P sued D, claiming D had posted defamatory reviews of P on Yelp! D defaulted, and P recovered a judgment finding the Yelp! postings were defamatory, enjoining D from publishing reviews of P on Yelp! or other websites, and ordering Yelp! to remove D’s defamatory reviews as well as any others D posted within 7 days of judgment. P served the judgment on Yelp! which waited 115 days before moving to vacate the judgment. Held: (1) Yelp!’s motion to vacate was not authorized by CCP 663, since it was filed after expiration of the 15-day time limit for filing a 663 motion and after the 60-day limit on the court’s ruling on a 663 motion. (2) Yelp!’s motion nevertheless was a proper non-statutory motion to vacate a void judgment, which gave Yelp! standing to appeal from denial of that motion. (3) On appeal, however, Yelp! could attack only the order that it remove D’s postings, not the rest of the judgment since the rest of the judgment did not affect Yelp! adversely. (4) A court has the power to enter orders against non-parties to keep them from nullifying the effect of an injunction against a defendant. (5) The removal order did not violate Yelp!’s First Amendment rights since the reviews had been determined to be defamatory and since Yelp! served merely as the administrator of a forum that D used to post her defamatory reviews. (5) Insofar as the removal order kept Yelp! from posting additional reviews by D which had not yet been adjudicated to be defamatory, it was an overbroad prior restraint on free speech. (6) The federal Communications Decency Act (47 USC 230) did not immunize Yelp! from the removal order since that order did not impose any liability on Yelp! but merely implements an injunction entered against D.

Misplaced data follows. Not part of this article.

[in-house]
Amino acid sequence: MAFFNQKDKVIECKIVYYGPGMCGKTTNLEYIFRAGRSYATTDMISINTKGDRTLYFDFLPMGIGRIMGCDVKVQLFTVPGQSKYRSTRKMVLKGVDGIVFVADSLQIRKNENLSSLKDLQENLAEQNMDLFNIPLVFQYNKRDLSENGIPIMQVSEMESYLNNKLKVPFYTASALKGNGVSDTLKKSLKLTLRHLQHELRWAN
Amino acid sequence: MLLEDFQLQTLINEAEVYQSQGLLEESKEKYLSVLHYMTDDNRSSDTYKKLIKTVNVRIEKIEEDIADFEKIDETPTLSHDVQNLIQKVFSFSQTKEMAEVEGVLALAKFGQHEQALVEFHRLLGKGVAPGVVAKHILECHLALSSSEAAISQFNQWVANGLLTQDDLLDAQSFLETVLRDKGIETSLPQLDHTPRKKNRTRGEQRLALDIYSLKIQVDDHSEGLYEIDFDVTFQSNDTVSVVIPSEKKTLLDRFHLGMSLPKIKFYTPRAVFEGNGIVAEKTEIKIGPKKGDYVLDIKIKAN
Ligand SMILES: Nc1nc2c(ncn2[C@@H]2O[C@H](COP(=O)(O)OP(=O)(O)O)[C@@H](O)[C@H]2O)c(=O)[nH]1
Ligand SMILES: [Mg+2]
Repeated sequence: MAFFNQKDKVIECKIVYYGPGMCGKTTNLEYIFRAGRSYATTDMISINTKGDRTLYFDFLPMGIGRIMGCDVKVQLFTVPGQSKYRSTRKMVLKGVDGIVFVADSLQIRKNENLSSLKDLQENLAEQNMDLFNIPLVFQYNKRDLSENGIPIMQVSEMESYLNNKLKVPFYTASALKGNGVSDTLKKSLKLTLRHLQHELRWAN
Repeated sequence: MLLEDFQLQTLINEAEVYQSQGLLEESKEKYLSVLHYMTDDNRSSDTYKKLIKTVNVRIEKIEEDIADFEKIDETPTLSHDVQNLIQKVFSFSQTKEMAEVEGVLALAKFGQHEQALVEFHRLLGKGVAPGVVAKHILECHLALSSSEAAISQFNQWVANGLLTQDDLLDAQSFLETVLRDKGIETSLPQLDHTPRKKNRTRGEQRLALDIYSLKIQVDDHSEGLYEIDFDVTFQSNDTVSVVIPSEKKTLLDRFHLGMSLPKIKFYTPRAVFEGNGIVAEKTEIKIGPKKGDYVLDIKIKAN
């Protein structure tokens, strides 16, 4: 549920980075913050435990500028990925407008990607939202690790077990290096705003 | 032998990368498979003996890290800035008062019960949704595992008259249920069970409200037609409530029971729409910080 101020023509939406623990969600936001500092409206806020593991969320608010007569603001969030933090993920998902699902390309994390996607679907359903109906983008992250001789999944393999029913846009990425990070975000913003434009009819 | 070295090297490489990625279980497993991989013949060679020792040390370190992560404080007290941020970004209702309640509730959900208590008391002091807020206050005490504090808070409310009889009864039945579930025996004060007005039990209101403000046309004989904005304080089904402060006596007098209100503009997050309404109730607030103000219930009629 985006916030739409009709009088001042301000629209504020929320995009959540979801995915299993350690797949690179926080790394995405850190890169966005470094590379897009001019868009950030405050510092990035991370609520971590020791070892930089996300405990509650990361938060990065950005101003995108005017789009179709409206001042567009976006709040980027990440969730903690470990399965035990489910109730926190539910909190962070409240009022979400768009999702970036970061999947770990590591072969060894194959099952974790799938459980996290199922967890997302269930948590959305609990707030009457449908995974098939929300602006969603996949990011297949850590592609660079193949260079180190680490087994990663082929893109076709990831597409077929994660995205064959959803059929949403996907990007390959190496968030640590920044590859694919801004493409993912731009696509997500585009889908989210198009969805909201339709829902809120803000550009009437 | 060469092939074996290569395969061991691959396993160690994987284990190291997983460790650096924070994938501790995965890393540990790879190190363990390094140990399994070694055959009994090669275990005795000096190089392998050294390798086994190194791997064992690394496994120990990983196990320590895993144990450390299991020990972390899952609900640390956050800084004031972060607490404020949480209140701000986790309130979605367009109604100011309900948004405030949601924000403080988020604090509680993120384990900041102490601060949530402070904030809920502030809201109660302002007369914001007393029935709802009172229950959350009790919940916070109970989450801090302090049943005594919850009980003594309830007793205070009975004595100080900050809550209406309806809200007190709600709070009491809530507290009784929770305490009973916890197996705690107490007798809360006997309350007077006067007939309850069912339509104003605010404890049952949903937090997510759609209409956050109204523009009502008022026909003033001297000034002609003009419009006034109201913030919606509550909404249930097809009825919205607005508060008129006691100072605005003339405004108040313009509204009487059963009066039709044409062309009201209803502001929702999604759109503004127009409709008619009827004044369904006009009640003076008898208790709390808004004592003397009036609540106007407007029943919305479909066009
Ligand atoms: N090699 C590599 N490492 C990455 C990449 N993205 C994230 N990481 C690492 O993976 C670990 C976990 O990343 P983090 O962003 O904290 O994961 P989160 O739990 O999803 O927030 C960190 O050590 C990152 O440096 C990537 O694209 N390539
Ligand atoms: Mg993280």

California Court of Appeal, First District, Division 4 (Ruvolo, P.J.); June 7, 2016; 2016 WL 3163296